Last March, 315 Sailors made rank aboard Stennis. This advancement cycle more than 1,400 candidates hope to do the same.
Though E-4, E-5 and E-6 examinations are weeks away there is still time for Sailors to hit the books to be prepared for their first chance at advancement in 2012.
Exams are re-written each cycle, but generally consist of a mixture of questions related to a Sailor’s particular rating as well as questions on basic military regulations. There are many resources available to study from, many of which can be found on the Bureau of Naval Personnel (BUPERS) website, http://www.nko.navy.mil.
On BUPERS Sailors can navigate bibliographies for their rating, which reference all the documents used to write the exam. It denotes the exact chapters in a reference that Sailors will see on the test. Sailors can also find what sections to study in their basic military requirements book.
“I’ve always found everything I needed to study on BUPERS,” said Electronics Technician 3rd Class Jessica Hensel. “It tells you exactly what to study.”
Though knowing what to study is important, finding the motivation to study is equally important for doing well on the test, said Culinary Specialist 2nd Class (SW) Juan Castilloadame, who advanced last cycle.
“You can’t just let books sit in your locker for months on end,” said Castilloadame. “You have got to motivate yourself to find the time and really make an honest effort to learn the material. Studying once and forgetting about it won’t help; you have to make a commitment to studying.”
Sailors discouraged by a personnel evaluation that they think will hinder their chance at advancing can boost their final multiple by doing well on the exam, but it begins with studying.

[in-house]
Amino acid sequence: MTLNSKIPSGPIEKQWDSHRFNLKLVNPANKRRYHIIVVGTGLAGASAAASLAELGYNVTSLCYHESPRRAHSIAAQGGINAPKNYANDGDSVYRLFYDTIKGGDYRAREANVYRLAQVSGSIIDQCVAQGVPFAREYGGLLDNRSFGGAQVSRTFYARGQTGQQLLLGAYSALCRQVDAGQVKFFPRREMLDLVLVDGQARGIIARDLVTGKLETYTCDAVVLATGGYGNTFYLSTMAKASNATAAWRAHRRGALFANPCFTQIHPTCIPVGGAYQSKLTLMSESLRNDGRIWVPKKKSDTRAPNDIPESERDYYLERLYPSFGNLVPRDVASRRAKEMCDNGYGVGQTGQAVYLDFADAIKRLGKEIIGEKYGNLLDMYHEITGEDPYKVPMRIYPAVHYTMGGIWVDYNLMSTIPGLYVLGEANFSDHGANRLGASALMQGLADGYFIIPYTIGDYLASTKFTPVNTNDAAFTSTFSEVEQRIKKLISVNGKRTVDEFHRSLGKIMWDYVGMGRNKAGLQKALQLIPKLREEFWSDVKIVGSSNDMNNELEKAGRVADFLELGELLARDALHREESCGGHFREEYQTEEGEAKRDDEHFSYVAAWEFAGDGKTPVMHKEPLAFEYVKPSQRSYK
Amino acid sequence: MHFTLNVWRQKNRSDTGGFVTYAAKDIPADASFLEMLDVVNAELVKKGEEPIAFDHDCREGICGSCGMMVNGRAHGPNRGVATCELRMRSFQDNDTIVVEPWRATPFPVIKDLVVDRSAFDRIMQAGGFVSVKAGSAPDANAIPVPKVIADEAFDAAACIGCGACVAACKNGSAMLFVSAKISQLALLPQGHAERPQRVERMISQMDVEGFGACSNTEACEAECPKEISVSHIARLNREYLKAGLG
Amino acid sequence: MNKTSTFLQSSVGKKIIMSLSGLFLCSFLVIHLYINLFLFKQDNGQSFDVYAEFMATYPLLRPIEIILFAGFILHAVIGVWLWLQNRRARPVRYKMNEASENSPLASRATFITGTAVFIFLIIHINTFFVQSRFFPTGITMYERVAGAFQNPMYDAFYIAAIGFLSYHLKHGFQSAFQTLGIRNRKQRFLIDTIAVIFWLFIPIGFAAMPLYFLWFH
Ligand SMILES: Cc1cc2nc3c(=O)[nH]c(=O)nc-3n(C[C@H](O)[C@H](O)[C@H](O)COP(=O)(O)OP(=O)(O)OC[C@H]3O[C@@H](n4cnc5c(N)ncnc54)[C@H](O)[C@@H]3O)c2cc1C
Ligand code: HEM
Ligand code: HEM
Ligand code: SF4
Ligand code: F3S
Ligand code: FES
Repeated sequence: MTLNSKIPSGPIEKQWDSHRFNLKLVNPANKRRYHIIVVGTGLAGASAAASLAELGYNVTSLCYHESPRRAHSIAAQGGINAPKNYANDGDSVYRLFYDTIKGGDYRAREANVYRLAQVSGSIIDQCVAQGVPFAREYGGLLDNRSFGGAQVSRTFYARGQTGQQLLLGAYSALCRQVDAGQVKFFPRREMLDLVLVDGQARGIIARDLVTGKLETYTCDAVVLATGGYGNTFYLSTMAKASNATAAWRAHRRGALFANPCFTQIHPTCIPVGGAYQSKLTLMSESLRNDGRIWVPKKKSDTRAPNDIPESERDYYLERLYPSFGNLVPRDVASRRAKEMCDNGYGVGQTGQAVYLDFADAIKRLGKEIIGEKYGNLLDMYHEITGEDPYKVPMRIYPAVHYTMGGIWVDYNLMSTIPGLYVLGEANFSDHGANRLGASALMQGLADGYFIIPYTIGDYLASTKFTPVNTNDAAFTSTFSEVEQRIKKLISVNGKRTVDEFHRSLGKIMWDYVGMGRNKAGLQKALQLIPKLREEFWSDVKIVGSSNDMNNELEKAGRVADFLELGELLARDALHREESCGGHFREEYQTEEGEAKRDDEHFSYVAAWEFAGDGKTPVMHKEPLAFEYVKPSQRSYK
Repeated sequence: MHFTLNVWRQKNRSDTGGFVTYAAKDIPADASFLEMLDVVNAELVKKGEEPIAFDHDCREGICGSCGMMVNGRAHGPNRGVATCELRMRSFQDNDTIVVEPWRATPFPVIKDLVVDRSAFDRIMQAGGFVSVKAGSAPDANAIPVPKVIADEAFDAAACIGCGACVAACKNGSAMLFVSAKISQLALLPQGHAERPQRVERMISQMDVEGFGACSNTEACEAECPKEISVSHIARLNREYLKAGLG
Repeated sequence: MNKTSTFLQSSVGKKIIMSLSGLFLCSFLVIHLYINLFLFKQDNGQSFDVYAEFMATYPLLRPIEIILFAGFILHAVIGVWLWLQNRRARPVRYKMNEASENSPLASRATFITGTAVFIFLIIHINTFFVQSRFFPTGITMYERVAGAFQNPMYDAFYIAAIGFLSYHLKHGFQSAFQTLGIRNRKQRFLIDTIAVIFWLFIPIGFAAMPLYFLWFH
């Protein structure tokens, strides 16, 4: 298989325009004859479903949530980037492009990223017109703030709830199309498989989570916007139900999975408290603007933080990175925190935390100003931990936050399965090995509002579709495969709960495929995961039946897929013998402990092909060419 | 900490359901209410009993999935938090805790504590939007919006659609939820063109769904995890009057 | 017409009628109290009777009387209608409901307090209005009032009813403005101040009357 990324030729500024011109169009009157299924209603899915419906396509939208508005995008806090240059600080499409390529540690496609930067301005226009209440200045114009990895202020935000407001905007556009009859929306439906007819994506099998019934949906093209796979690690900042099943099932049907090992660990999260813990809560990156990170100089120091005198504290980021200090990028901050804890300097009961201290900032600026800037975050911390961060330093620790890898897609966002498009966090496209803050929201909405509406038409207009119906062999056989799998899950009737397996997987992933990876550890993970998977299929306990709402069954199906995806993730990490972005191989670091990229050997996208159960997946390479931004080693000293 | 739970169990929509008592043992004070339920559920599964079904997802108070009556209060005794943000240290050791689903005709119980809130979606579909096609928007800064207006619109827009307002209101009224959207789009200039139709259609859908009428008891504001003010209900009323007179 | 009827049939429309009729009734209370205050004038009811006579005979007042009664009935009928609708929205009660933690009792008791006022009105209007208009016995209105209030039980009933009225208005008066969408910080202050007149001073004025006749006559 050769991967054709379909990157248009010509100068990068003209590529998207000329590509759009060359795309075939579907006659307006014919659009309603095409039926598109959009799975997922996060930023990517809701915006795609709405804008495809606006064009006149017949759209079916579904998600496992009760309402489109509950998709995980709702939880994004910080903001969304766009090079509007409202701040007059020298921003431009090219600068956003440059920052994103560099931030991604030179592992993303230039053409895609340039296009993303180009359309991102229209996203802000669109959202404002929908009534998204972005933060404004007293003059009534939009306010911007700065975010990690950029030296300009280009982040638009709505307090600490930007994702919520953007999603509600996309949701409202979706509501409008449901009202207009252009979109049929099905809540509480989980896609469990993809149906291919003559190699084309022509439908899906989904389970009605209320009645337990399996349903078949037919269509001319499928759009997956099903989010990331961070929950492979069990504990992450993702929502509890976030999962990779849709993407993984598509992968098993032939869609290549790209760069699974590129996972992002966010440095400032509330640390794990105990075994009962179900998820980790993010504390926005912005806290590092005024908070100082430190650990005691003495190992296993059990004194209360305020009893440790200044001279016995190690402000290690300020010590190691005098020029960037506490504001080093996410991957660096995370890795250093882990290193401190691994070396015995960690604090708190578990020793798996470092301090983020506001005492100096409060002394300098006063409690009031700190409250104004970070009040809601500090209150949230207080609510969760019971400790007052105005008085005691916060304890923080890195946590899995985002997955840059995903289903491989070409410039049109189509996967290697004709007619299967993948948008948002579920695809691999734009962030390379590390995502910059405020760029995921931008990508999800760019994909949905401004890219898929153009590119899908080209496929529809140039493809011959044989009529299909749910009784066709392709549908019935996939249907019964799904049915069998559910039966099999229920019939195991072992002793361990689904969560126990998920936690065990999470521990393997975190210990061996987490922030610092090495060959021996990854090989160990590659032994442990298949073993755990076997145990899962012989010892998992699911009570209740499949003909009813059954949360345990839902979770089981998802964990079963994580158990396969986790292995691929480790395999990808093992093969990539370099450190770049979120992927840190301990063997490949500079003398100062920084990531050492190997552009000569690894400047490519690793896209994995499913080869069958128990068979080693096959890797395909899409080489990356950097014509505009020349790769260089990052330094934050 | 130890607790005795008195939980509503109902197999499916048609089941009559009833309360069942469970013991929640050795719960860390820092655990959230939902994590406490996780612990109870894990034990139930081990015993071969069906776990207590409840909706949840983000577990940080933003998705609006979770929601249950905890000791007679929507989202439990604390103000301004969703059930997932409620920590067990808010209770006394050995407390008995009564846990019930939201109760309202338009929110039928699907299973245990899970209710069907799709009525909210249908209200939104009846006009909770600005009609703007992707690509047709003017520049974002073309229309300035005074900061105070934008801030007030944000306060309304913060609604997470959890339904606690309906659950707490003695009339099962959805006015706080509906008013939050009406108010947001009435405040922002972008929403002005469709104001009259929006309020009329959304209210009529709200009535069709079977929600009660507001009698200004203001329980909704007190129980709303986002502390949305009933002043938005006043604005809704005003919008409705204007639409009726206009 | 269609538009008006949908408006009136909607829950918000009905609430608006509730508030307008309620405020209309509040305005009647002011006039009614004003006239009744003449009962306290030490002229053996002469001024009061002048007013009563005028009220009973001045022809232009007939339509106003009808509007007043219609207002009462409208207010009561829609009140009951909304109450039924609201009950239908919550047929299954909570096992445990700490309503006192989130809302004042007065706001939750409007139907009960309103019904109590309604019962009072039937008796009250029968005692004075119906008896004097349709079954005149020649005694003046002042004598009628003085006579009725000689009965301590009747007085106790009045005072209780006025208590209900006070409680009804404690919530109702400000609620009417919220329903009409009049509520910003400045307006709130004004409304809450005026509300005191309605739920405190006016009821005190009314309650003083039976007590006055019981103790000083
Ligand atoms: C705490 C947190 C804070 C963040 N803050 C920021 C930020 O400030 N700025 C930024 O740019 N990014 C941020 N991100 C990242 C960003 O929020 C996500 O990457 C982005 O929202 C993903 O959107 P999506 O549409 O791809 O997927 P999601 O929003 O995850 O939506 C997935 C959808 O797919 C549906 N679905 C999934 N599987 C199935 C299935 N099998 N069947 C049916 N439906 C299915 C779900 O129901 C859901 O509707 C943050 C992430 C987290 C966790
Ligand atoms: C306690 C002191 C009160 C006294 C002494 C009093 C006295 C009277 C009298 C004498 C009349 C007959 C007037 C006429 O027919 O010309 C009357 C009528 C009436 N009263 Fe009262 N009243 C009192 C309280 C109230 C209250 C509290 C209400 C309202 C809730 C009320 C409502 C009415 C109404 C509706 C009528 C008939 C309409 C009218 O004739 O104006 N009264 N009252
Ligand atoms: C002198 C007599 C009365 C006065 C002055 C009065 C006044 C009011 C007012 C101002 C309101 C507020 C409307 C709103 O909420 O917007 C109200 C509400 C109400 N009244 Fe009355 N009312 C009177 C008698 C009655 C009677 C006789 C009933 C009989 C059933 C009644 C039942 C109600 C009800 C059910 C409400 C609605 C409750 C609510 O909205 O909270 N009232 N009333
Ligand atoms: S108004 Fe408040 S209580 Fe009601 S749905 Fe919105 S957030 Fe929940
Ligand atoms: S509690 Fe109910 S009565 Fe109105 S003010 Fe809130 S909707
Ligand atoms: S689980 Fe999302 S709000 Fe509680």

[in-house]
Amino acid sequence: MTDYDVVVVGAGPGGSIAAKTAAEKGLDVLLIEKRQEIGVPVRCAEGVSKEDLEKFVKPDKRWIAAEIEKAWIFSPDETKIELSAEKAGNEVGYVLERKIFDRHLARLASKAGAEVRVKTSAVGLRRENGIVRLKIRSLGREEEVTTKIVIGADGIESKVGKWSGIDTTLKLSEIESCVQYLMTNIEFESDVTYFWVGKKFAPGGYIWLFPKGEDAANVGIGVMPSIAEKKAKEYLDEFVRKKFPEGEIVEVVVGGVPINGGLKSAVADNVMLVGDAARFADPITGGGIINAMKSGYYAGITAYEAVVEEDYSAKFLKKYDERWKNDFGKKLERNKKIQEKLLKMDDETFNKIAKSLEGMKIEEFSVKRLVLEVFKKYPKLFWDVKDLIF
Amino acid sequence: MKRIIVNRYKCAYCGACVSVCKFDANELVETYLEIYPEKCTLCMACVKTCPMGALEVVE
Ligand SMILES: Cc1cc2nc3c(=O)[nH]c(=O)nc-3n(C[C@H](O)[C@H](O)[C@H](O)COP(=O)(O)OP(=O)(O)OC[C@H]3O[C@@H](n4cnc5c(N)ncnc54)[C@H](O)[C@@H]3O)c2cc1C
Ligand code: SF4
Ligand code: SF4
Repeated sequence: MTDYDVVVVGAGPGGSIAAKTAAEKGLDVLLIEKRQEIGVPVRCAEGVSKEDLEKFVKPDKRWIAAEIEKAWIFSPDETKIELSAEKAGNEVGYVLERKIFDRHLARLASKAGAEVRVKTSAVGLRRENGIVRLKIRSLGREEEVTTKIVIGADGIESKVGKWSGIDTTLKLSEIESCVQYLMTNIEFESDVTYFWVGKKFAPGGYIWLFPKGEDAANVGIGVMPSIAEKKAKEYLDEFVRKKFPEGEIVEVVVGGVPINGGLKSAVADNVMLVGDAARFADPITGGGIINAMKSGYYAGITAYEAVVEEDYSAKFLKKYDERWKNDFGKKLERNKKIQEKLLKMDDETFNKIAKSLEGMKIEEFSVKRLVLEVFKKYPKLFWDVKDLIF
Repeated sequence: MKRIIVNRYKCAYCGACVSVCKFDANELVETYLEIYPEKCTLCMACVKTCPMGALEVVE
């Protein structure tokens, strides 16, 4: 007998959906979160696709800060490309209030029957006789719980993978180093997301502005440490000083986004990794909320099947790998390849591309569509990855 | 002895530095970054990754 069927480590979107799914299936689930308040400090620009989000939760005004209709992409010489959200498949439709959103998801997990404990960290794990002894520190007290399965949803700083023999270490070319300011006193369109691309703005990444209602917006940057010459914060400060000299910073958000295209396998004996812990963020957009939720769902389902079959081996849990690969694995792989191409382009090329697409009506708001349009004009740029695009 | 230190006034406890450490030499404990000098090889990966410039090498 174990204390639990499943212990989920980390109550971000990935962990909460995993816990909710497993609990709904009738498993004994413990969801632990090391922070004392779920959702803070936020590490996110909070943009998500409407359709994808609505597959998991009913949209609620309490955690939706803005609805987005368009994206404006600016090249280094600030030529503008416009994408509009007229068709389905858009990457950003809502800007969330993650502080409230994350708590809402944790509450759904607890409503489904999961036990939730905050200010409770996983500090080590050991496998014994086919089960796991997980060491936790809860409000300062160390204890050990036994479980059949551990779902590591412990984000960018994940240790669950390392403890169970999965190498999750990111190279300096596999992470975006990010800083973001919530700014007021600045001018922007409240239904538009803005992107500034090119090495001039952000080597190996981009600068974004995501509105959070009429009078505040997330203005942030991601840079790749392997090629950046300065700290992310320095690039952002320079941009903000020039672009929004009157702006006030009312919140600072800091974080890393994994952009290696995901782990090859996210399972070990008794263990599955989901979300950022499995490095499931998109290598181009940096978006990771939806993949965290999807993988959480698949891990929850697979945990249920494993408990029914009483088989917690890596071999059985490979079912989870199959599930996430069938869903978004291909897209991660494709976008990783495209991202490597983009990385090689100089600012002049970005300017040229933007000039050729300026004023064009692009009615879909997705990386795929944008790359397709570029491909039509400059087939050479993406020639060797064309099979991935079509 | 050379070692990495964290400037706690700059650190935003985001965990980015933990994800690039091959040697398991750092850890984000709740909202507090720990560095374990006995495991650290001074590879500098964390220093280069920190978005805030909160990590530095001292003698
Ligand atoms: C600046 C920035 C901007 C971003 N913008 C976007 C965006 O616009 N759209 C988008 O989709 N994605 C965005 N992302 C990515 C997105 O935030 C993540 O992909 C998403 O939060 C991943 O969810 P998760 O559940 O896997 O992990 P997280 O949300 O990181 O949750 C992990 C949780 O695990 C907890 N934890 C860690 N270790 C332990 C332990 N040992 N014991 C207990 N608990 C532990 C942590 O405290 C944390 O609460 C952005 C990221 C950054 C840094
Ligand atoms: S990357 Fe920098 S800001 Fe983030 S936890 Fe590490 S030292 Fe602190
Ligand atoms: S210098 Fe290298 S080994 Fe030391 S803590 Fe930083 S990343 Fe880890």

“If you are not happy with your evaluation then doing well on the test is even more important,” said Personnel Specialist 2nd Class (SW/AW) Justin McQuillin, who works in the education services office and routinely handles paperwork on advancement. “It can give you the extra points that could be the difference between advancing and staying right where you are. You should try and make a difference in the areas that you can control.”
Aside from studying, Sailors can also ensure all the information in their service record is up to date and accurate, which can have a significant impact on advancement.. Things like an undocumented college degrees, award points or having a security clearance can significantly affect a Sailor’s opportunity for promotion.
Last cycle more than 70 people missed the opportunity to advance by two points or less.
“Every point counts,” said McQuillin. “It’s unfortunate when a Sailor comes so close to advancing, but doesn’t because they didn’t check to make sure all of their information on their worksheet was correct.”
Advancing in pay grade not only benefits the Sailor who advances but also those behind him or her who are trying to move forward.
“Once you move up in rank you open it up for people below you to move up,” said McQuillin. “Even people that belong to rates that are closed should study now so that they are ready to move up at the next available chance and make room for others.”
Sailors also set a good example for other shipmates when they study for exams.
“I know a lot of people who don’t study and we shouldn’t want people thinking that advancement is just something that will happen to them eventually,” said Culinary Specialist 2nd Class (SW/AW) Vince Wilson, who is taking the E-6 exam this cycle. “You want junior Sailors to see their peers studying so they realize it’s an important part of moving up.”
Though deployment is nearing the end, Wilson believes Sailors should keep their mind focused on the upcoming exam.
“A lot of Sailors are more concerned about going home and seeing their families instead of studying,” said Wilson. “You have to look past that, stay determined and be hungry to make rank.”
Chief exams are scheduled to begin in January while E-4, E-5, and E-6 exams will take place on the 1st, 2nd, and 3rd Thursday in March.